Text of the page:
For the longest time I’ve avoided paper piecing when I quilt – all those tiny pieces looked way too intimidating. But, for Christmas this year, I wanted to make some very specific quilt-related gifts that called for minute detail. After doing an extensive Google search and finding some really great free paper piecing patterns and video tutorials, I dove in – and ended up with three gifts that I loved making and giving.
First, I tackled the beloved Olaf using this pattern (which has been super popular on instagram & for good reason. The patter is well written with clear and easy to construct pieces). Considering I only had to rip-out and redo one section on my first attempt, I’m calling this one a win. I adore how it came out and couldn’t be more pleased with my first-ever paper pieced quilted envelope pillow. Plus, the designer of this pattern created an entire Frozen line – well worth checking out if you have any Frozen fans on your own gift lists.
Next, I attempted to paper piece the King for Jamie who, as you might remember, is a super-fan. I used this pattern and only altered the color scheme. Since it was a Christmas gift, I wanted to use the red-jumpsuit elvis with the white accent – so I removed the blue “ascot” pieces in the pattern and just used the skin color to show an open front jumpsuit. Of all of my paper piecing attempts, this one was the most difficult. That area just under his chin gave me fits. But, all in all, I’m really pleased with how it turned out and it makes the perfect addition to go with the Elvis quilt I gave Jamie for her birthday.The final bit of paper piecing I completed before Christmas was the Snoopy block. (Pattern here) My Mom is an avid Snoopy fan, and this block is destined to be part of a wall hanging for her. Unfortunately, I ran out of that background fabric and was unable to complete the other blocks in the series before Christmas. Woodstock was pretty tricky because of his size, and I did accidentally sew is head on backwards the first time through, so the pattern wasn’t the absolute easiest, but it was manageable and Mom loved it. She’s pretty excited to get the finished product – if I could only source some more of that fabric! I used several large pieces from my stash and none of them had a viable selvage with print information. I’m thinking that I’m just going to resort to using scrappy blues in the same value for the rest of the blocks.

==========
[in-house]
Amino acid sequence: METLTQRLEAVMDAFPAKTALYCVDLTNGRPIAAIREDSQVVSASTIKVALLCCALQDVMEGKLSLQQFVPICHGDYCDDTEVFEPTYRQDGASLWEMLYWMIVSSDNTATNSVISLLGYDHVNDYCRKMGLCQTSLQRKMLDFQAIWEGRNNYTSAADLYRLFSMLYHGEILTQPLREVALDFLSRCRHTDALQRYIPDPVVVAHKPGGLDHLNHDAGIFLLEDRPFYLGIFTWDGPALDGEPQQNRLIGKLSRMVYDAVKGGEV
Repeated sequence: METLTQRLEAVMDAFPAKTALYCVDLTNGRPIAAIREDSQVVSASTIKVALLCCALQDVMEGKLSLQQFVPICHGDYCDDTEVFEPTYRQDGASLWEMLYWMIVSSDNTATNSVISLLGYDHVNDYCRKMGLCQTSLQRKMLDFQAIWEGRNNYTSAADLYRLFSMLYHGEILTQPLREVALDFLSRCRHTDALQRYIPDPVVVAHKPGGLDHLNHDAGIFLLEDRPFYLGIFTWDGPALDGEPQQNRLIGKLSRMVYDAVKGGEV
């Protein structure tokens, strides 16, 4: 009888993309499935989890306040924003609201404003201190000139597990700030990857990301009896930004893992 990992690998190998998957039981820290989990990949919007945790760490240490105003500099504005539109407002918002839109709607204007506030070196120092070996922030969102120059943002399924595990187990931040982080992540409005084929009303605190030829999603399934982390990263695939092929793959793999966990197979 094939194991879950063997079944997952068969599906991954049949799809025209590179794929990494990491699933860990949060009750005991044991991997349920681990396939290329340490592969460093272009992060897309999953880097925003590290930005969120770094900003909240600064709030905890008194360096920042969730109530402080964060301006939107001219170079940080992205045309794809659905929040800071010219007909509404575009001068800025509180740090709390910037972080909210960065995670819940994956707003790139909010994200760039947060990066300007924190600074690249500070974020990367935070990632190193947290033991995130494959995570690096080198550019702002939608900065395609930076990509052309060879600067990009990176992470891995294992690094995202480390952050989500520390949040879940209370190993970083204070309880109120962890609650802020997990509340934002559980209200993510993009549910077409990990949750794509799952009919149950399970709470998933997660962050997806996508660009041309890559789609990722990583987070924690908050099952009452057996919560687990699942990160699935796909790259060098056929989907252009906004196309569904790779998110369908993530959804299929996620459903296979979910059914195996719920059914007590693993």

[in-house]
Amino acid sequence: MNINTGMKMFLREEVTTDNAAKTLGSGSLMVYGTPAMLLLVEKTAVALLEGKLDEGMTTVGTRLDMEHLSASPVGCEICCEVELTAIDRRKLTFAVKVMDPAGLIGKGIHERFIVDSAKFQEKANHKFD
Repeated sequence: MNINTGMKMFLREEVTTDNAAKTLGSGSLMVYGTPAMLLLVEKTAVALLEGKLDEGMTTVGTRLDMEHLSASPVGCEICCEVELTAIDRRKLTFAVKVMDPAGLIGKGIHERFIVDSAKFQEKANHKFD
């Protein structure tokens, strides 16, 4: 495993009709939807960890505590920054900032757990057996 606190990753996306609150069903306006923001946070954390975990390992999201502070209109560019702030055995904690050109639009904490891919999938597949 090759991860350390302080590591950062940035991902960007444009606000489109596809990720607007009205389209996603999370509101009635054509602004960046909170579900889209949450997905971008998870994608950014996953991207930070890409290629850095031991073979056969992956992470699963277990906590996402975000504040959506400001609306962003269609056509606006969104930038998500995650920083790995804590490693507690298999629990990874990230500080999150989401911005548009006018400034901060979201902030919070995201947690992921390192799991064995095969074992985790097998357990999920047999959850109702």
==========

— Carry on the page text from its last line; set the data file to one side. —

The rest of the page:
After dealing with these three projects, I can safely say that I am no longer afraid of the paper piecing project. In fact, I’ve added several to my to-sew list for 2015. I’m so glad that I found these patterns and gave them a shot. I will say, the tools and machine settings make all the difference. I traced each of these patterns onto the non-slick side of freezer paper. I then colored each section to make sure I’d use the correct fabric for each piece. It’s a more time consuming this way – but totally worth the effort. I also shortened my stitch length when sewing the fabric together – this help tremendously when tearing off the freezer paper at the end (but was a pain when I had to rip out seams and start over on some pieces – so go slow and double check yourself before you sew anything down). Also, I will say that this method used more fabric than I thought it would. I expected to be able to do some serious stash busting, but unless you align your fabric perfectly, you’ll be short when you flip it over. For me, it just became easier to use slightly larger pieces and trim them back after they were sewn together – if that makes sense. Anyway, when in doubt, cut a larger piece than you think you’ll need.
Have you tried any new methods to a crafting favorite? Do you have any paper piecing tips/tricks you could share with me?